SAMUEL: I know what to do with it. I only hope you do too.

PETER: What do you do for a living, if you don’t mind me asking?

SAMUEL: I’m an engineer.

PETER: An engineer, you’d want a bold, well constructed wine with discrete flavours that traverse the tongue one at a time. Like a ‘97 Grenache. Great with steak. Nothing mellow or flowery like a new world Pinot Noir. Yes, something dense and layered. The same sensation with every mouthful, perhaps a Zinfandel. If I fobbed you off with a Rioja, you’d be in a right state. It jumps all over the place like a maniac. Throws flavours at you from all angles. Never know where you stand. If you were, I don’t know, a poet for example, then that’d be right up your street. Then again if you were a poet you probably wouldn’t have £5 million to spend on a single bottle of wine. For the sake of a girl.

SAMUEL: I appreciate your consideration, but try not to over-think it. I’m prepared – in fact I’m quite keen – to spend up to my limit. And I’m sure if you let your instinct take over, you’d know exactly the kind of drink I’d like to buy.

Peter immediately produces a bottle of wine from under the counter.

PETER: Yours for a mere £500,000.

SAMUEL: What is it?

PETER: A very special wine. Only two made in the world, and this is the last.

SAMUEL: So it’s rare.

PETER: As unicorn faeces.

SAMUEL: What is it?

PETER: Unicorn faeces.


PETER: That was a joke. It’s nowhere near as spectacular.

SAMUEL: So what is it?

PETER: The contents of Princess Diana’s stomach on the night she died. Pulped, sieved and fermented.

SAMUEL: What’s it like?

PETER: Tart. Laced with cocaine and vastly overrated.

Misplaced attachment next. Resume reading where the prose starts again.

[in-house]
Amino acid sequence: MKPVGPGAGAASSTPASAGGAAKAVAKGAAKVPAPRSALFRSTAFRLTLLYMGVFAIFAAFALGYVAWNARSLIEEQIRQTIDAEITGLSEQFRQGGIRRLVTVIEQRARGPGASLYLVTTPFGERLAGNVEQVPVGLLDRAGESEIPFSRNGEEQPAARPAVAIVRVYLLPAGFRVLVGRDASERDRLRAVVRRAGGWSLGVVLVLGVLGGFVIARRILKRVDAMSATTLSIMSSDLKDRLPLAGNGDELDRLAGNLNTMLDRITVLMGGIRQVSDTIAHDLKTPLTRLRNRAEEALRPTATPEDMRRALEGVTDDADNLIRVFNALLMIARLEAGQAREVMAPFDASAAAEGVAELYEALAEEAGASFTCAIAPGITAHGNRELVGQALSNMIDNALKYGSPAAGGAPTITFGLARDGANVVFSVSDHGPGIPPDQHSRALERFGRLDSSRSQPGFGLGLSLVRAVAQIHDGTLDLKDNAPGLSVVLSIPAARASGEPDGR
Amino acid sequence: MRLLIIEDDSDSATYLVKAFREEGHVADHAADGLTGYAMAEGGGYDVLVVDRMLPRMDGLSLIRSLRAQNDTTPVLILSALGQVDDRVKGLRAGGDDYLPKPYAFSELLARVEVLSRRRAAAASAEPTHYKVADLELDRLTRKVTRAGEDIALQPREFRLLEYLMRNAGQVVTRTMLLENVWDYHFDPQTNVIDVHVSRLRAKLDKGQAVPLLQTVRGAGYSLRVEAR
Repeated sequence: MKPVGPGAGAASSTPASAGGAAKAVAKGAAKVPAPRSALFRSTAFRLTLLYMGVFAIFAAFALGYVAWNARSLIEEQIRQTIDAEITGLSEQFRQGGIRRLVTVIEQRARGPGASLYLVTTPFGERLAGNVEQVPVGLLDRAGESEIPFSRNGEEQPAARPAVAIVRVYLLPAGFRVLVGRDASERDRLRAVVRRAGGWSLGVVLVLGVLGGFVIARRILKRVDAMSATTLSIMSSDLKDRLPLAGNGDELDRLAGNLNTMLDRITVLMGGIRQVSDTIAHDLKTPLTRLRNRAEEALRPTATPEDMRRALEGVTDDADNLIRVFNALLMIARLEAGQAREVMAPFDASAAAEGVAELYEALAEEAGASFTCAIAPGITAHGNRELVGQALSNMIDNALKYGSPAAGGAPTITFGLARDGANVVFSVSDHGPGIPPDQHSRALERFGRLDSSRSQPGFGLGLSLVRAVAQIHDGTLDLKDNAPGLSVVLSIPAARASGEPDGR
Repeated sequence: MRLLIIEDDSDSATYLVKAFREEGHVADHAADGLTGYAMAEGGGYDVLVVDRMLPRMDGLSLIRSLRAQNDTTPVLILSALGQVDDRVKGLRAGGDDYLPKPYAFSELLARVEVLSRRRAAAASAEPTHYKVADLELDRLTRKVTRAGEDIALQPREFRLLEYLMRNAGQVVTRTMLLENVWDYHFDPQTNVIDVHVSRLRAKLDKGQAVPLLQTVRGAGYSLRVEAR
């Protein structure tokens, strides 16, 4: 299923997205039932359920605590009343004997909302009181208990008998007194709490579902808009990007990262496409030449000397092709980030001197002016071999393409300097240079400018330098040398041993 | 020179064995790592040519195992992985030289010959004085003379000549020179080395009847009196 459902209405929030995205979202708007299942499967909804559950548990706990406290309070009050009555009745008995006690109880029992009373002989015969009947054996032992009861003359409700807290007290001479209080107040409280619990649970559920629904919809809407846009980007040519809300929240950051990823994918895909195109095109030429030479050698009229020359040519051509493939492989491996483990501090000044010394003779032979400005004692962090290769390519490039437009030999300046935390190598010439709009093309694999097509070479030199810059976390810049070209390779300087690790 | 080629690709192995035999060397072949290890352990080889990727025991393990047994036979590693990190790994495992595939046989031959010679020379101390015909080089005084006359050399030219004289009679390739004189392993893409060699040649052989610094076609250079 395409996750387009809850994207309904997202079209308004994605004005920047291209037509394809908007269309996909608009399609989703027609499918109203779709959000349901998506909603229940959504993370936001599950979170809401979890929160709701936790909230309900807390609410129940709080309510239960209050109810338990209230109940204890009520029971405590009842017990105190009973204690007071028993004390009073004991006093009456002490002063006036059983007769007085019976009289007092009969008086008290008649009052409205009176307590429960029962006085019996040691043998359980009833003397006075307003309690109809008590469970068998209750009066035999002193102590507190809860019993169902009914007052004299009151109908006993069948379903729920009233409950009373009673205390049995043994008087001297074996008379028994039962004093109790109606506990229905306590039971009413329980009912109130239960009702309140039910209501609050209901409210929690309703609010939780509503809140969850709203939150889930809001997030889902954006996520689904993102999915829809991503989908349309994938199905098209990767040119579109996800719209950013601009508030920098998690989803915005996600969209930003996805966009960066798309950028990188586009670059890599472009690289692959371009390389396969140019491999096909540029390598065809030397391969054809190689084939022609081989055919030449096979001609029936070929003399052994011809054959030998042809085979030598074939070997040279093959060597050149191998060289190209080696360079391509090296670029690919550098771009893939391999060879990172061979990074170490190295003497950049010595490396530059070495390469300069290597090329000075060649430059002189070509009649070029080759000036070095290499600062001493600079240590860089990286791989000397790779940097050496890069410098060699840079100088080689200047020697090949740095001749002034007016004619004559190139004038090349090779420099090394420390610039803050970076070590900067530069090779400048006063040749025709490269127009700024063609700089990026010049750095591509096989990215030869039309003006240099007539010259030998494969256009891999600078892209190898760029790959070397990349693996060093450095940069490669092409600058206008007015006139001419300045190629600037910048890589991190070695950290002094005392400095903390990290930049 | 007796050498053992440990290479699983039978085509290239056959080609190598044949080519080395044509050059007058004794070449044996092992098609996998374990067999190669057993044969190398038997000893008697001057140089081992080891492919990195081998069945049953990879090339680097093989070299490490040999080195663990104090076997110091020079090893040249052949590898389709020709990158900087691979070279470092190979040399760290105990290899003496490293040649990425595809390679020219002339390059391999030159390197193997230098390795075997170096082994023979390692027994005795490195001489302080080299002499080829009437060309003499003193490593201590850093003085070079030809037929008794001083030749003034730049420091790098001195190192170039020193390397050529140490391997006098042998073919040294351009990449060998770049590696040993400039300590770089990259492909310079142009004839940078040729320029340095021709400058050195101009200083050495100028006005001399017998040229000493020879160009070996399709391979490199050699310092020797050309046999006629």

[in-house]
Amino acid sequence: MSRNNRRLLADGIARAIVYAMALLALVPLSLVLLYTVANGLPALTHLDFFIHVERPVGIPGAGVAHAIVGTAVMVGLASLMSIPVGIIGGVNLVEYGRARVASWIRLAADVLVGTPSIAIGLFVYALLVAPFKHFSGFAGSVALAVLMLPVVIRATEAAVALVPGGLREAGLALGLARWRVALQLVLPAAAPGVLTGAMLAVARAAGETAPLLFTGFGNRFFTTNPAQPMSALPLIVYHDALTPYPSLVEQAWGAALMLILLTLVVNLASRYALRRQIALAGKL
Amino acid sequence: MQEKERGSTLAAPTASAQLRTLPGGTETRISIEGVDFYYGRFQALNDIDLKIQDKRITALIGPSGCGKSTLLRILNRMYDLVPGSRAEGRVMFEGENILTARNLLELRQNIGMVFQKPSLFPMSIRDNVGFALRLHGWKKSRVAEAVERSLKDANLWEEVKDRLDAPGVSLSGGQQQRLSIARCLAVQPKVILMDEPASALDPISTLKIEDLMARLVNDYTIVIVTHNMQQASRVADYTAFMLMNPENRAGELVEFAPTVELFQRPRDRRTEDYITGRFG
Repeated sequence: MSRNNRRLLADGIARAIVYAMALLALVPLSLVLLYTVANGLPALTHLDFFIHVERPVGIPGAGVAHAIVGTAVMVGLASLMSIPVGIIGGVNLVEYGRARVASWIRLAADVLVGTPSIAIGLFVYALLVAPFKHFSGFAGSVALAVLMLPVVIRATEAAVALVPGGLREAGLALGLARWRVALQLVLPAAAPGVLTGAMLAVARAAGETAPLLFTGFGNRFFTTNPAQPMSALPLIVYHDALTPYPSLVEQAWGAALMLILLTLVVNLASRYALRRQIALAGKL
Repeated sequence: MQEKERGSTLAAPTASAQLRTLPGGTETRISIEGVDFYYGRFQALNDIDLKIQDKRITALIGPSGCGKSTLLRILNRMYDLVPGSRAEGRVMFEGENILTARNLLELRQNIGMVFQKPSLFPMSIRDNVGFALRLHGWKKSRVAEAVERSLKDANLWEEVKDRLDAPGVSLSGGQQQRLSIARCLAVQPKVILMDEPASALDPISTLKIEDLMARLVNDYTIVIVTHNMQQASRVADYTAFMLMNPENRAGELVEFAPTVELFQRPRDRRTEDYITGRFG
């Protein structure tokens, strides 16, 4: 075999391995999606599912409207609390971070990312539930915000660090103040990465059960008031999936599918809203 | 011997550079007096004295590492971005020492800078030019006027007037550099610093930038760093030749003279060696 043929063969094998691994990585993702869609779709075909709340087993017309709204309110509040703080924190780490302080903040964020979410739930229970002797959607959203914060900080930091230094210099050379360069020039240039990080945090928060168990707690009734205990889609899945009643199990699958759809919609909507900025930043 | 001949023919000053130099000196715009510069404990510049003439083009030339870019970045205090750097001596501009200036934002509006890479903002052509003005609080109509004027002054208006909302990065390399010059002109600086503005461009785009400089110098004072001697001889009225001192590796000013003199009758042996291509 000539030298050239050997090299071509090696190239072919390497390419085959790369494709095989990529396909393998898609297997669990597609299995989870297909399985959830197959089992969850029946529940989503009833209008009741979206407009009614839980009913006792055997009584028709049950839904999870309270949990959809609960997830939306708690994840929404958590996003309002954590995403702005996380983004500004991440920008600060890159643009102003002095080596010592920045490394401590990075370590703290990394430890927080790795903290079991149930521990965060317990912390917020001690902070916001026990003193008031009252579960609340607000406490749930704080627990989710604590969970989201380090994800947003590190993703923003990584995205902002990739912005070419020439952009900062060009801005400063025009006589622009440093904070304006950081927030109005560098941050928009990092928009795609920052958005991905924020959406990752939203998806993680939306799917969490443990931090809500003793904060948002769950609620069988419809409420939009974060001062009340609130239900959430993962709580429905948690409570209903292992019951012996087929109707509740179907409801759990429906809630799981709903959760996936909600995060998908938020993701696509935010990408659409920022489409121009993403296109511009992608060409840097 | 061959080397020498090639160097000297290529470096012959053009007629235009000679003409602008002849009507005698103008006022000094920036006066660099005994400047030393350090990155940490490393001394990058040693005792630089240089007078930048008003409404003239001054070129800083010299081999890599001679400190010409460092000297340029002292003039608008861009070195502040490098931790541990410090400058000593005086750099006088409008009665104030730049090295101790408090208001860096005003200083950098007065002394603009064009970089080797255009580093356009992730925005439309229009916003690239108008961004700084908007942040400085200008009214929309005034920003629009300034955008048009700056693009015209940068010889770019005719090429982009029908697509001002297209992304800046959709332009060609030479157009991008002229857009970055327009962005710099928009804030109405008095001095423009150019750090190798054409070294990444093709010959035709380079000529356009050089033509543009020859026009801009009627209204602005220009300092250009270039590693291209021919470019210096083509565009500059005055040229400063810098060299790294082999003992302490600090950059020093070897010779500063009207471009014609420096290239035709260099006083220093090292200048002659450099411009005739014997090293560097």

SAMUEL: I see.

PETER: It’s deceptive, inconsistent. Bit of a minefield really. It’s the kind of bottle you keep behind glass in a foyer. Dinner party fodder. Six of us shared the last bottle, all experts, at a convention in Paris. We supped whilst the crowds wept. It was a bit young then, might have matured in the intervening years.

SAMUEL: It’s not what I had in mind.

PETER: It’s a crowd pleaser. Provided you never open it.

SAMUEL: People don’t like to be reminded of tragedy, especially not through wine.

PETER: I couldn’t agree more.

SAMUEL: Not really the right price bracket either.

PETER: If this baby was quaffable then it would be a completely different story. Price would go through the roof. Perhaps it is. Perhaps its silently become the most valuable wine in the world. We’ll never know. And if we ever do find out it’ll be too late.

Peter stares at the bottle, then puts it back behind the counter.

PETER: I’m afraid that may be the most interesting wine we have in stock. There are better wines, sure. But they can all be placed on a chart, or read up in a book. A neat little value on them based on a quantifiable matrix of region, topography, climate, year, volume in circulation…tiresome stuff if you ask me. The best wines have good stories to go with them. Nothing impresses a girl like a wine with a good story.

SAMUEL: I’m not trying to impress a girl.

PETER: I heartily suggest you try the food in the bedroom thing. It really adds another dimension to proceedings.